We want to see what a great trainer can bring out of great horses. Great trainers teach them to be athletes first. They teach them how to position themselves to not only block any attempt to go to the herd, but give a cow the impression that he is in two places at once, already landing to head the next turn, and telling the cow, “Don’t even think about it.”
We also want the rider to look like a cowperson. Wearing real “Western attire.” Hats, not ball caps, and usually with a “cutter” crease, but there are regional variances. Haven’t seen a “Bat Masterson” one with a hatband chain of beer tabs lately, though. Western shirts are worn with collar and buttons or snaps, but usually buttons. Some riders have been known to leave a couple or three undone, in a vain attempt to distract a judge. Good judges can watch horse and cleavage. Not all judges are men either. Kick a big hole in your overall run content. The rule even allows you to wear chaps and spurs, which is good ’cause everyone does.
Don’t see Batwings much, mostly shotguns. It’s considerably easier to walk from cowbox to horse in shotguns. Bats hide your feet better, but nobody sticks them in the shoulder anymore anyway. Contrary to popular belief you can wear a “Hoodie” as long as it is made of a material PETA would condemn. Shirts are Mostly earth tones or darker. Black or dark blue shirts on show day, especially finals. Don’t pester or expect friendly convo if your friend is wearing a dark shirt. Don’t be a distraction on show day. NEVER, EVER wear yellow. It’s terrible bad luck. Your help doesn’t even want to be near you. It isn’t a superstition if it’s true.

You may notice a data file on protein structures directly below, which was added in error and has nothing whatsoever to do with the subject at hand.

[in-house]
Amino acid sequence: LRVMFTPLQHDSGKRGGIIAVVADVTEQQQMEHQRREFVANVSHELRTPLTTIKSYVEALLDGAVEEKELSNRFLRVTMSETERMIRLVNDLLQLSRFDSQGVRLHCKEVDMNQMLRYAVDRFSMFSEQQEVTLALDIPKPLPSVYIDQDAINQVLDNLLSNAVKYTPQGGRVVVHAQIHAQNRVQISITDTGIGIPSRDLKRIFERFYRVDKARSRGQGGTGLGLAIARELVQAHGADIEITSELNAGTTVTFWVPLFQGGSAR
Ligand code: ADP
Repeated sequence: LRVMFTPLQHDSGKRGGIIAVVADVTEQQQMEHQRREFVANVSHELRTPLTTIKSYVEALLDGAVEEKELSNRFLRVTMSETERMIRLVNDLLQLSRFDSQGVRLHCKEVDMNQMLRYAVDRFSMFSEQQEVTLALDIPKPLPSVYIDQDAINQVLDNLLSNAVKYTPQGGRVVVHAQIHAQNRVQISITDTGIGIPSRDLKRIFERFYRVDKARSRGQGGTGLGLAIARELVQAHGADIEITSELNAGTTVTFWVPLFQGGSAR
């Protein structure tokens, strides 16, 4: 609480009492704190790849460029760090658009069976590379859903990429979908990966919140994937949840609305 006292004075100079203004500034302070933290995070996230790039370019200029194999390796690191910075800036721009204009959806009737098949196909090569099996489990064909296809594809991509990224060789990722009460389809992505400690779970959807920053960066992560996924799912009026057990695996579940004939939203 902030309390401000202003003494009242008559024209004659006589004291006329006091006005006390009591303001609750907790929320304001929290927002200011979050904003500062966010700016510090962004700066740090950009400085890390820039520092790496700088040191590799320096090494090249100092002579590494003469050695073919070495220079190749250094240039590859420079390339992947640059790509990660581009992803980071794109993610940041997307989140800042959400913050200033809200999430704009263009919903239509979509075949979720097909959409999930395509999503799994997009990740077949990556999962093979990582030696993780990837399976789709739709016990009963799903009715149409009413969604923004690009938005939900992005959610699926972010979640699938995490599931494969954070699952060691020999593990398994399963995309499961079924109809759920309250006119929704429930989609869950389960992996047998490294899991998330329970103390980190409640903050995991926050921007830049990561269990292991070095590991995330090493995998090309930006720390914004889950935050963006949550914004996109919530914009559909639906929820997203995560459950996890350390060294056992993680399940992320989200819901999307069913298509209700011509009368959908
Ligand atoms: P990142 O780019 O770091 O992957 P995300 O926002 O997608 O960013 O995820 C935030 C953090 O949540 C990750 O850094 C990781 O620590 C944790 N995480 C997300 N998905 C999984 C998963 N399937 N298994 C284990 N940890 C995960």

If the NCHA Futurity is over when you read this, I am sure it was great. They all are. I’ve never been to a bad finals. The John Deere Open finals were the best ever. Tate Bennett, Monty Buntin and Jesse Lennox taking first, second and third are all new, young and very promising talents. Even though they’re young, all already have inspiring life stories. True success stories. Living the dream, God-given talent, hard work, perseverance and no quit. None.
I don’t know Jesse Lennox yet, but I know Tate Bennett and Monty Buntin. Their wives/lopers, Laura Bennett and Tessa Buntin, are as much a part of their success as they are, and both freely and from the heart say so. Cutting will be okay if we keep making people like this.
Tate and Laura had trained two outstanding horses, but there were doubters, who I hope were settled after Tate ended the first round of the NCHA Futurity Open in Fort Worth, Texas, with two horses tied for the lead, with a big ol’ 221scores on both. Tate and Laura train on her daddy’s place, 45 miles northwest of Hereford, Texas, and 10 miles past nothing.
Laura, I suspect, is a daddy’s girl, learning cows from an early age, like nine months before she hit the ground. That girl knows cows.
Monty came in under the pressure of an owner, Scott Gaddy, turning down $320,000 of real money a year ago for Highbrow Jackson. I turned cattle back for this horse in the sale, and he was the single-best two year old I have ever seen. Monty got him a month before after one of the best showmen in the business elected to ride other ponies. Tim Smith, who believed in the horse just not for himself. Monty worked for Tim and was Tim’s recommendation. Monty calls Tim his mentor. More of the soul that makes cutting great. Giving a horse the best opportunity at his 2 1/2 minutes. The great trainer helped a young man become a great trainer.
I have said it many times. You just aren’t a cutter if you don’t make it to the Coliseum. There are things to learn here you can learn nowhere else. Like the Spirit of Christmas, it is the Spirit of Cutting. It’s the romance of cutting, and it’s the parts that aren’t about being on stage in front of judges.
Start making plans for the spring NCHA Super Stakes, also in Will Rogers Coliseum.
Cornbread thinks: If you weren’t here, you messed up.
You can reach Cornbread (Jimmy Bankston) at [email protected] or see him on Facebook by going to www.quarterhorsenews.com